Communicate Change Using the Power of Momentum

It is hard to overstate the importance of communication when unveiling a new initiative or introducing change. The communication of a change is as critical as the strategic thinking behind the change. The communication of a new initiative is often as important as the initiative itself. A leadership team may have an incredible strategy, but if the communication is poor, the strategy will not be embraced. Leaders who communicate well have prepared the new initiative for momentum, while those who communicate poorly doom it to failure or a slow start.

When communicating major change or a new initiative, it is wise to communicate in waves to multiple groups of people. While the nomenclature of the different levels of leadership varies from context to context, there are typically layers of leadership in every context.

  • Start with a small group of decision makers, a core of strategic leaders who have a view of and burden for the entire organization/ministry.
  • Then communicate to the next level of leaders, often leaders of leaders, and set the pace for the entire organization/ministry.
  • Then communicate again to those leaders who serve/work to make the organization/ministry what she is.
  • Finally, communicate to the whole organization/ministry.

The communication plan can be illustrated like this:

Communicating Change

While the steps can be reduced or expanded, depending on the size of the organization or ministry, communicating in waves produces two big benefits:

 1. The message is refined.

By communicating the same message to different groups of people, the communicators are able to refine the message and the delivery of the message. They learn the questions, the struggles, and the points of excitement. They are able to listen to feedback, adjust the message, and communicate again. By the time the communication is delivered to the entire organization, those who communicate the direction have tested the language and the clarity with multiple groups of people.

 2. Ownership is expanded.

Initiatives and change efforts often fail because too few people own them. When communication occurs in waves, people are invited to “own the direction.” Leaders often bemoan low amounts “vision buy-in” among the people they lead. If the direction is sound, a lack of “buy-in” is either a credibility or a communication problem. To secure “buy-in” across multiple groups of people, leaders are wise to communicate in waves, to listen, and to ask questions. To hit the bullseye on buy-in, you will need to communicate multiple times to multiple groups. If the communication is strategic, by the time the whole organization hears of the direction, ownership has been expanded.

> Read more from Eric.


 Would you like to know how to use the power of momentum when communicating change? Connect with an Auxano Navigator and start a conversation with our team.

Download PDF

Tags: , , ,

| What is MyVisionRoom? > | Back to Communication >

ABOUT THE AUTHOR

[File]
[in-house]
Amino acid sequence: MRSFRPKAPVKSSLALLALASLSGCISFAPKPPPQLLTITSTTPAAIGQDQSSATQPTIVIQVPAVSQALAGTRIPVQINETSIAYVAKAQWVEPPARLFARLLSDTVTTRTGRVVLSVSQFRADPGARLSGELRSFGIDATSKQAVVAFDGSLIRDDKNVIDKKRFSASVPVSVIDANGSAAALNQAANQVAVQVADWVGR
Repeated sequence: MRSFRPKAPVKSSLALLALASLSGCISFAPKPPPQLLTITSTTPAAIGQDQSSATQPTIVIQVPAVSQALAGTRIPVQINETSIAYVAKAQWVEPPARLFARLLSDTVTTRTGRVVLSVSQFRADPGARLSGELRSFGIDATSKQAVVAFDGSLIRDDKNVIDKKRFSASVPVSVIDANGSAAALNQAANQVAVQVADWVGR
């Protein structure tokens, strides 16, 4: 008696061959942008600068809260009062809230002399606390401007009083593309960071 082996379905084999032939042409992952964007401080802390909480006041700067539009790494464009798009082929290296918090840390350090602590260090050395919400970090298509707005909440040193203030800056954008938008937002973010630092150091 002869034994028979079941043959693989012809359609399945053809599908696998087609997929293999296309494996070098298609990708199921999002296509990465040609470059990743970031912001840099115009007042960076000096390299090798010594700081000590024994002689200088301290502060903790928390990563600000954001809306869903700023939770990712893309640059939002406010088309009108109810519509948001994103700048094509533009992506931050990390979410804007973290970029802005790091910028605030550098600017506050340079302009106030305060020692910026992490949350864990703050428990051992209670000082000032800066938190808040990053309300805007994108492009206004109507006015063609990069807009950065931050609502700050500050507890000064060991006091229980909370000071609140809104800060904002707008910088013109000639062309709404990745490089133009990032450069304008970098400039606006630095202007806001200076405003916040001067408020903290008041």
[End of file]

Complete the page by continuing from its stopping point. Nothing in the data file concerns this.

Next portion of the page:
Eric Geiger

Eric Geiger serves as the Vice President of the Church Resource Division at LifeWay Christian Resources. Eric received his doctorate in leadership and church ministry from Southern Seminary. He is also a teaching pastor and a frequent speaker and consultant on church mission and strategy. Eric authored or co-authored several books including the best selling church leadership book, Simple Church. Eric is married to Kaye, and they have two daughters: Eden and Evie. During his free time, Eric enjoys dating his wife, playing with his daughters, and shooting basketball.

See more articles by >

COMMENTS

What say you? Leave a comment!

Recent Comments
comment_post_ID); ?> Are there any reliable statistics about the percentage of church plants that fail after 3 years in the US?
 
— Jon Moore
 
comment_post_ID); ?> I am a senior citizen who has lived in many areas of the US, the farthest south being Virginia DC area. There are several church plants in the area--some failed, some doing well. One of the sadist failures was a plant in NW Washington near a large Presbyterian Church (I had been an elder in the church, so I knew the area) where changes in church doctrine was driving many away from the PCUSA churches. There were many mature Christians who lived in the area who were very willing to participate and give generously to the church. Its failure was a loss. The pastor and his wife lived in a VA suburb, wanted something that would appeal to their tastes, which included "praise music". There was a professional piano teacher and several people who had sung in choirs in the area. Their suggestions were completely ignored. Forget that there was joyous participation in singing hymns and silence by many for the praise music. The experienced church leaders that were attending were expected to seek the wisdom of the pastor who did not live in the area rather than have any role in leadership. There is another church plant in Northern Virginia that seems to be going the same way. My take: the pastors should get past their high-school and college days culture and get to know and appreciate the people of the community. Do not try to reproduce Intervarsity or Campus Crusade. Hymns are not a sin and "uneducated" (never graduated from college) should not be ignored as uninformed or stupid. People who have served in and/or live in the area are needed in leadership and not just to serve coffee and give. We all need to pray together and serve God in the community in which there is to be a plant. Glenna Hendricks
 
— Glenna Hendricks
 
comment_post_ID); ?> I like it Mac and do agree with your opinions on the matter. Thanks much
 
— winston
 

Clarity Process

Three effective ways to start moving toward clarity right now.